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Expanded ADA Accommodations Sought

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Two bills introduced this week in Congress would broaden access to the movies for people with disabilities.

Under legislation proposed Wednesday, the Americans with Disabilities Act would be amended to require movie theaters to offer closed captioning and audio descriptions of films to aid those with visual or hearing impairments. The accommodations would be required at all showings at movie theaters with two or more screens.

A second bill would mandate captioning and narration on all airplanes where in-flight video entertainment is offered.

“More than two decades have passed since the enactment of the Americans with Disabilities Act, and in that time we have seen a transformation of our physical landscape — from curb cuts to wheelchair ramps, buses with lifts to automatic doors,” said Sen. Tom Harkin, D-Iowa, who introduced the legislation. “However, we still have more to do. These bills will allow Americans with visual or hearing impairments to enjoy going to the movies and watching in-flight entertainment, through captioning and video description, just as they can at home.”

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Comments (5 Responses)

  1. AlWBrown says:

    As a visually impaired person I am pleased Congress is starting to take action to make it easier for every day luxuries for even us disabled people. I would hop[e in the future even instead of only two big screens it would also be for the places (such as the smaller towns) that only have one big screen.

  2. BEV THOMAS says:

    03.15.13

    I would like to know how can we get attention to the needs for individual who are Blind and those Legally Blind to have safer walk ways to cross busy streets across Streets in Baltimore City. The same as those crossing streets that will have a VOICE TO WARN YOU WHEN TO STOP OR TO GO?

  3. Robert C. Graf says:

    Just like to mention even when I did comment tot he Majestic Movie, they say their so equipment call Captiview was being used. Will with us twice we tried to used it, to no success. Couldn’t see the movie or the equipment just didn’t work. And we so much miss so many movies we like to see, as a retired couple. Hope this may add to your concern and thank you so much for trying to helps us to be able to enjoy the movies in the future.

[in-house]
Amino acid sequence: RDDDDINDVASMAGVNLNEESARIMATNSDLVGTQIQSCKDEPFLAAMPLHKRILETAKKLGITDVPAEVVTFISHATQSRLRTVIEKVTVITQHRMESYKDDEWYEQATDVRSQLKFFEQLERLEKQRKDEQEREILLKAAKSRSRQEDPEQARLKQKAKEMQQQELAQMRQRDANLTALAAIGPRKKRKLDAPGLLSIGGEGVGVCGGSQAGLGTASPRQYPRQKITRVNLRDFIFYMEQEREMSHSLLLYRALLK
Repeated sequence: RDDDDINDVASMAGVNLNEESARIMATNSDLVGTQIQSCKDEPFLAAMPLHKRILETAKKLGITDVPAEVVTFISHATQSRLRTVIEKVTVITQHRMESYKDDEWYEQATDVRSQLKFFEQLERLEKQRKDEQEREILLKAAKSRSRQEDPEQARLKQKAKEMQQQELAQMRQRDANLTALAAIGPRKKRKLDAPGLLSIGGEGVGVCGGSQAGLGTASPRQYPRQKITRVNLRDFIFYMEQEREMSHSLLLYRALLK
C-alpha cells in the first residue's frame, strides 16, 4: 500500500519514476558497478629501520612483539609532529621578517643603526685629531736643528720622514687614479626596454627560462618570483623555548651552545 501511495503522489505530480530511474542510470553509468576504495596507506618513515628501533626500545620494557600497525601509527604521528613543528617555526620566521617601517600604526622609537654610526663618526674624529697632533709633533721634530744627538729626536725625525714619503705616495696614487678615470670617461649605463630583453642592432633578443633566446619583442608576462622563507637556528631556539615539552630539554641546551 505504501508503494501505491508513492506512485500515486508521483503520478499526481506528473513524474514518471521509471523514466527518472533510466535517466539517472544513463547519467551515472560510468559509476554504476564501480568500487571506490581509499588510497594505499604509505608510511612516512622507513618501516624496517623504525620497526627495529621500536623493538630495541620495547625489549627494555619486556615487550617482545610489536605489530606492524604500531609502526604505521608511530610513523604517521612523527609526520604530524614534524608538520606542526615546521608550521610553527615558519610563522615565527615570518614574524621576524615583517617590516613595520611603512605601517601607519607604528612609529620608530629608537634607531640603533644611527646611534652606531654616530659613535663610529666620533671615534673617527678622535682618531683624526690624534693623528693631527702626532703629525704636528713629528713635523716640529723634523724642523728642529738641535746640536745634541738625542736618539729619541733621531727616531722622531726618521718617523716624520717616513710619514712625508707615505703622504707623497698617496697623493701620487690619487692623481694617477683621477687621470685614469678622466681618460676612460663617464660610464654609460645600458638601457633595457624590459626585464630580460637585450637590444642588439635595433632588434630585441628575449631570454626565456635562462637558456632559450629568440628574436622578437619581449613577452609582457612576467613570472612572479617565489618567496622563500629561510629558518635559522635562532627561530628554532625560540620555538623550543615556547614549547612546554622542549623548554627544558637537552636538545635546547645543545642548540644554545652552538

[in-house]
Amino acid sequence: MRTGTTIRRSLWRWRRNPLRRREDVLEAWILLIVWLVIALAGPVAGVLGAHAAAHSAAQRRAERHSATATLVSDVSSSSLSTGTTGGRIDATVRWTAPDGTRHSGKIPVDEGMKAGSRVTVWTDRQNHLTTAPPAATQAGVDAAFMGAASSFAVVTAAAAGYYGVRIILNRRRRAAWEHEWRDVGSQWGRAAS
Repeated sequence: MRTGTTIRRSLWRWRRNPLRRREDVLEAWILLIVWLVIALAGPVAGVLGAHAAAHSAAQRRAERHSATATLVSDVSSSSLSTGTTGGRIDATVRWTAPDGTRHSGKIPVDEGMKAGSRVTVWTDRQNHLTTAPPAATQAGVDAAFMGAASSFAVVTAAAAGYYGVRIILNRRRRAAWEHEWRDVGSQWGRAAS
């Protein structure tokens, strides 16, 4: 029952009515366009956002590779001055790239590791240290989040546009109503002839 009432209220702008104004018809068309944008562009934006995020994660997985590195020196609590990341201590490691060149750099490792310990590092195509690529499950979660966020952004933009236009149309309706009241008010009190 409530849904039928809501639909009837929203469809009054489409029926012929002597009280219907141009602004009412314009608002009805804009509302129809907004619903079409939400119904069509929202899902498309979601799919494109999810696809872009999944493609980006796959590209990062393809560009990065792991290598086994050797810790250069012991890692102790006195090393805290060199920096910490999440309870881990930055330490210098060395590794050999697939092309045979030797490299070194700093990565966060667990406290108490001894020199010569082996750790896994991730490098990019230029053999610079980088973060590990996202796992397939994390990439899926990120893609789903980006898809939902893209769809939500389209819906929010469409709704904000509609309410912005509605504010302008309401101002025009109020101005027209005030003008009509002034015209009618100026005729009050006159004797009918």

4. Mary says:

    I took my Deaf daughter to see a movie in Folsom, CA that advertised it was accessible to the hearing impaired. When we got there, we were offered a pair of headphones. My daughter is Deaf, and offering headphones to someone who can’t hear at all, was ridiculous. We went to a different theater which was accessible (a closed captioning device that fits in the drink holder). We were able to see and enjoy the movie. This type of legislation should be a no-brainer.

  5. Linda Trevillian says:

    The latest technology that is available to movie and other theaters is the teleloop system, which eliminates the need for closed captioning (for most patrons) and headsets. All patrons with a hearing loss who wear hearing aids that are equipped to handle the teleloop system in a theater that also is equipped will hear the sound from the movie or play directly in their hearing aids. That is what should be included in this bill.

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